If You Love Something
I’ve been meaning to read one of Jayce Ellis’ m/m romances for a while, so I was happy to pick up her latest – If You Love Something – for review. It’s an easy, sexy/sweet, low-angst read – nothing spectacular or outstanding, but the engaging writing and likeable characters kept me reading and were enough for me to be able to offer a recommendation.
Michelin-starred chef DeShawn Franklin is living his dream as Executive Chef at a trendy Washington DC restaurant. He’s something of a local celebrity and is at the top of his profession, although the fact that as EC, he doesn’t get to cook all that often isn’t something he’d banked on, and nor are the continual requests (read: orders) from management for him to film TV segments and make public appearances. It is what it is though, and he goes along with it with (mostly) good grace. But a call from his beloved grandmother telling him she isn’t going to seek treatment for her cancer suddenly turns his world upside down. He drops everything and rushes to her side – where she informs him that she’s leaving him her house – the home DeShawn grew up in – in her will, and all her liquid assets will go to Malik, DeShawn’s ex-husband. DeShawn knows his grandmother was very fond of Malik and has stayed in touch with him, but those bequests mean she’s leaving nothing to her son, DeShawn’s uncle Robert – which Robert isn’t going to be pleased about.
As if all this news isn’t enough of a bombshell, there’s one more important thing DeShawn needs to know in order to be prepared for the trouble Robert will inevitably stir up. Although he and Malik filed for divorce seven years before, there was a problem with the paperwork and the divorce never actually went through. He and Malik are still married.
After the (not)divorce, Malik Franklin returned home to help run his struggling family restaurant alongside his brother James and sister Sheila. He’s never told his family about his marriage to DeShawn, mostly because it was over before he came out to them as gay, and coming out was difficult enough, without having to explain his marriage – and why he wasn’t married any longer. He’s never really got over DeShawn and tells himself that letting him go all those years ago was the right thing to do. Back then, DeShawn was a talented sous chef with big ambitions and bigger dreams, and when things started to take off for him, Malik realised he could never be the husband DeShawn needed, especially as he wasn’t ready to come out.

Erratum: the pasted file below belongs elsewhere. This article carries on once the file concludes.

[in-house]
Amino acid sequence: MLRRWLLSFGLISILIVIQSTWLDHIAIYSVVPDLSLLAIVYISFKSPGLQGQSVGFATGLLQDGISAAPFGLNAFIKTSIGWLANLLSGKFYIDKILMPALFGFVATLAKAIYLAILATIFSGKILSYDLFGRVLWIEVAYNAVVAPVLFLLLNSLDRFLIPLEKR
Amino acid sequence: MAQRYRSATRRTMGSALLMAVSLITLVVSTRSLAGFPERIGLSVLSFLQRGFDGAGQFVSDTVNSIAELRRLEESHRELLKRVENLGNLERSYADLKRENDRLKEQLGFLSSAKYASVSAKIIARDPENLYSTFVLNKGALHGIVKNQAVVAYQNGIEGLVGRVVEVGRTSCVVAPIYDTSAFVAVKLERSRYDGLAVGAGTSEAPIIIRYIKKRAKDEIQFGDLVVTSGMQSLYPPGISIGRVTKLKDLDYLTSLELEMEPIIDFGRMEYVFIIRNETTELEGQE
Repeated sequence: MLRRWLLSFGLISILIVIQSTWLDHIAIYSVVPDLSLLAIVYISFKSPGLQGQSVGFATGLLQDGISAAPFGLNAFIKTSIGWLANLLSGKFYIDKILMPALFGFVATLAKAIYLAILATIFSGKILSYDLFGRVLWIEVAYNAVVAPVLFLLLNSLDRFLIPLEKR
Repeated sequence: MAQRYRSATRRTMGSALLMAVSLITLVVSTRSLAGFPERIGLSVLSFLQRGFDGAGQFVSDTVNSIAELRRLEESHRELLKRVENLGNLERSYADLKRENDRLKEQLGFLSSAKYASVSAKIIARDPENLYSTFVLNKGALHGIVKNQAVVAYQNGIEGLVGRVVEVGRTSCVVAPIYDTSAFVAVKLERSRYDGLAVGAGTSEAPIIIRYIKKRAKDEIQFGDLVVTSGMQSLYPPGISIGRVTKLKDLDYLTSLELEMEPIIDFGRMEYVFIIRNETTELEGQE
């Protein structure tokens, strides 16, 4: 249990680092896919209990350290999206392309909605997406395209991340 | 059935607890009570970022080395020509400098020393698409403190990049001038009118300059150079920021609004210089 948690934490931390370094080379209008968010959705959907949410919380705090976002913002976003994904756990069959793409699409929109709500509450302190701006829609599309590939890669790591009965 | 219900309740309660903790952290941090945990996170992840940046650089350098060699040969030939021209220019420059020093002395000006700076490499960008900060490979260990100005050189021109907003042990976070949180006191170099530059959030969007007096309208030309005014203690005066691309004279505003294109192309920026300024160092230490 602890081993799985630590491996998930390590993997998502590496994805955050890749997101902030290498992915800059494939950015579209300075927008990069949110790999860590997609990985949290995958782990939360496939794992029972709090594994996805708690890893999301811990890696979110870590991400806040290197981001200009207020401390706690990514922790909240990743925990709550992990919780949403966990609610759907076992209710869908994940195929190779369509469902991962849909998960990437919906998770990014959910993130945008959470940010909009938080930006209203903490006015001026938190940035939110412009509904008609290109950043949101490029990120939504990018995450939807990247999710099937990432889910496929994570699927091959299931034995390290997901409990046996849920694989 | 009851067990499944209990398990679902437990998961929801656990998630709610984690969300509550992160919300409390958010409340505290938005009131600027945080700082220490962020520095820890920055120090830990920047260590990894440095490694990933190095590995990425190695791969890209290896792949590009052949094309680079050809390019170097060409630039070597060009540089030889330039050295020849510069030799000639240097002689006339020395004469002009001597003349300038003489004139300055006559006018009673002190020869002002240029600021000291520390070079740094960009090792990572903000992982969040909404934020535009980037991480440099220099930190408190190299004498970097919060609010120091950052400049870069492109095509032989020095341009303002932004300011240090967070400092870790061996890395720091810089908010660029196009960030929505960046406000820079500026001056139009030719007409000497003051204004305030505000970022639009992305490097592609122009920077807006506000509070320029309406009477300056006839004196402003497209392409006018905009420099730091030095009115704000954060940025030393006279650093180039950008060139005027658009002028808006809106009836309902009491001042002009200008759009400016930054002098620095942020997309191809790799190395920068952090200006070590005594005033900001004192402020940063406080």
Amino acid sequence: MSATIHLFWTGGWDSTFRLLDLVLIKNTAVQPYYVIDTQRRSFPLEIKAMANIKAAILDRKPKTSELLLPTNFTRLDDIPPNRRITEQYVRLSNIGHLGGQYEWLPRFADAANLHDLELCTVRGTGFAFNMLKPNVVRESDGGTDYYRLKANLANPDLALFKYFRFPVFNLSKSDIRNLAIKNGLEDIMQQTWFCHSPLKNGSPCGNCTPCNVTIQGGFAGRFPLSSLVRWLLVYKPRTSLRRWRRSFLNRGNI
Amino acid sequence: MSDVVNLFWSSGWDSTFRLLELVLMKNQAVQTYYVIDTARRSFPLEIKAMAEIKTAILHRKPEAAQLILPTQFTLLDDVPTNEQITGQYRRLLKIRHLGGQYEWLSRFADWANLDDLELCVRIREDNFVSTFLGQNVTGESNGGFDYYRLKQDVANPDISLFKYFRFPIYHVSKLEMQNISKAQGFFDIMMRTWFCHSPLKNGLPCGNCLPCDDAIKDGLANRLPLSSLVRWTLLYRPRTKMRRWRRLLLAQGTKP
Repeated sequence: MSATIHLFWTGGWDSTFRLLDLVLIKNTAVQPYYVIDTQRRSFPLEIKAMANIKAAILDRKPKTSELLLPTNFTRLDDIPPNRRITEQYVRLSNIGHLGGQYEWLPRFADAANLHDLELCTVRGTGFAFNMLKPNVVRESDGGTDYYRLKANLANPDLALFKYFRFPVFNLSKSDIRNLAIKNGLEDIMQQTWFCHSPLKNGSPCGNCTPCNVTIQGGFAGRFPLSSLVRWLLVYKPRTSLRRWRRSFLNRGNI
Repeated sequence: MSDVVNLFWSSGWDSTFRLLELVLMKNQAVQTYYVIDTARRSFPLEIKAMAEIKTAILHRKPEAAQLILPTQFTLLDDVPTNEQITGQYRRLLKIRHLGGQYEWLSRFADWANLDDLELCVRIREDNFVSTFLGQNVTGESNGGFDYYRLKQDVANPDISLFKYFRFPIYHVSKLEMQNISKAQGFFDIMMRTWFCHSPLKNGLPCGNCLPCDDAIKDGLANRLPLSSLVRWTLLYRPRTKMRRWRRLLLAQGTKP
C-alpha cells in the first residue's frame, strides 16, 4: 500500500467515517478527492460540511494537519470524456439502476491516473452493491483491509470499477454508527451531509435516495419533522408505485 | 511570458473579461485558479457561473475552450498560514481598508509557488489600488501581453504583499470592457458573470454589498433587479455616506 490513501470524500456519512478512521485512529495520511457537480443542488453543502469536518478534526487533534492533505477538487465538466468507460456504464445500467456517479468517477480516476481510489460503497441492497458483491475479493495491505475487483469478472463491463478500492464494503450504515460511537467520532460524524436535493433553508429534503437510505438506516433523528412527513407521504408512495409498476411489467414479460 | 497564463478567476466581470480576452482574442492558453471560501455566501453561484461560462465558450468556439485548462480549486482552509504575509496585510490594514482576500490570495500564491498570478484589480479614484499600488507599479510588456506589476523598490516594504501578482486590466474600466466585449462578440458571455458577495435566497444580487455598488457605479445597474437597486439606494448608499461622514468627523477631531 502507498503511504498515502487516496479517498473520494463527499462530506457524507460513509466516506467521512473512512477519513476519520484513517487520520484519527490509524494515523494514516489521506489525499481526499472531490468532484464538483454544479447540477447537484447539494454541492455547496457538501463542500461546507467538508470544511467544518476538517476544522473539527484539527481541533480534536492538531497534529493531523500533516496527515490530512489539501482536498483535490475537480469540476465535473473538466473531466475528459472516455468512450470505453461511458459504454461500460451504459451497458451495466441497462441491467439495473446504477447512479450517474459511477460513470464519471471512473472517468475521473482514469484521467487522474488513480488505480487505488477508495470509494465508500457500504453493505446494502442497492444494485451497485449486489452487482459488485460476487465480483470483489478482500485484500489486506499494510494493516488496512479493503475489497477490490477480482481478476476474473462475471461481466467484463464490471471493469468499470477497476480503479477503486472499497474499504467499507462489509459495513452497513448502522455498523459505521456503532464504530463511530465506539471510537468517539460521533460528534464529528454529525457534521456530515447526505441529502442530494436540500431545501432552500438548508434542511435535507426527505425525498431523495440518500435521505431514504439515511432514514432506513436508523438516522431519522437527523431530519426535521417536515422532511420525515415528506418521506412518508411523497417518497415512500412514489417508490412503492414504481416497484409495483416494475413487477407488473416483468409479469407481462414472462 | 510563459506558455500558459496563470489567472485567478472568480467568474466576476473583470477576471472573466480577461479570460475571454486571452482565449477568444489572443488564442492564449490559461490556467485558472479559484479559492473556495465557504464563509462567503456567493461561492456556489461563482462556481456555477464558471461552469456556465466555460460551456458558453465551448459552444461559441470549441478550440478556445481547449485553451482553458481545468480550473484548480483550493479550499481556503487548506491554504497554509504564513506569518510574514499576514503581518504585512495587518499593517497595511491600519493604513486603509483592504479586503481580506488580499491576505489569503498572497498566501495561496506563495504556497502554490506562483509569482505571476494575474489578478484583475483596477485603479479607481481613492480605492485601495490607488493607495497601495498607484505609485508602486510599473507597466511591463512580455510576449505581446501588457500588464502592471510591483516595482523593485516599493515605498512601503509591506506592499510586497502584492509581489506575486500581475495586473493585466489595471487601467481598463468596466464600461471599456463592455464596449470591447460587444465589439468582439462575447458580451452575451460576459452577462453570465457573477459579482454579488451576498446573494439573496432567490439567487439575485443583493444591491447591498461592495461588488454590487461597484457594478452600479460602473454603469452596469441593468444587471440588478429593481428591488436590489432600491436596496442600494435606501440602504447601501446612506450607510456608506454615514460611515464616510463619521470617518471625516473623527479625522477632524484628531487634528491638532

“I couldn’t let him give up his future to deal with my present. He deserved so much more. And the only way I could give it to him was to let him go”.
DeShawn and Malik haven’t seen each other since they split, but now, if they’re going to honour the terms of Grandma’s will, they’re going to have to work together to fight Robert’s legal challenge. He’s claiming that Grandma is of unsound mind and that Malik has exerted undue influence on her to get her to get her to put him in the will. The two men are going to have to resume their marriage and behave like a couple in order to present a united front and strengthen their defence against Robert’s claims.
It’s clear from the start that DeShawn and Malik never really fell out of love with each other. DeShawn wants to make the best of the chance they’ve been given to spend time together and hopes to win Malik back, while Malik is determined to hold himself apart, believing he and DeShawn still want different things from life and that if he lets him in, he’s in for another world of hurt when DeShawn leaves to go back to his big city life. But their intense attraction to one another has never gone away, and slowly but surely, they reconnect as they begin to get to know the people they are now, and rediscover just how good a fit they are.
There are many things about this story that work really well, not least of which is the strong chemistry between the leads, and the fact that they act and think like adults and – after a bit of a rocky start – approach their problems in a mature and considered manner. I appreciated the way the author shows so clearly how they’ve grown into themselves during the time they’ve been apart, leaving the reader with the impression that they were always meant to be together, but met each other before they were ready to be what they needed to be for one another. The family dynamics are well done; the love between the two men and Grandma is just lovely and the relationships between Malik and his siblings is well-portrayed.
With that said, however, I had some issues. Firstly, a personal bugbear; I really dislike that whole I’m-not-worthy-so-I’m-letting-you-go storyline, and it rarely – if ever – works for me as the reason for a failed relationship because it’s so one-sided, and is tantamount to one partner telling the other that they don’t know their own mind. I’m also taking at face value the reasons given for the fact that the divorce didn’t go through; I’m not a legal expert and these things are different on my side of the Pond… but I can’t deny I gave it the side-eye. The pacing flags a bit here and there, and then there’s the role in the story played by the media – the tabloids, paparazzi and TV news – and the way they’re so completely preoccupied with DeShawn and Malik and their marriage. DeShawn is a celebrity chef, not an A list actor or rock star, and the level of scrutiny afforded the couple is over the top and unbelievable.
But despite those reservations, I enjoyed If You Love Something and would recommend it to anyone looking for a warm and heartfelt second-chance romance.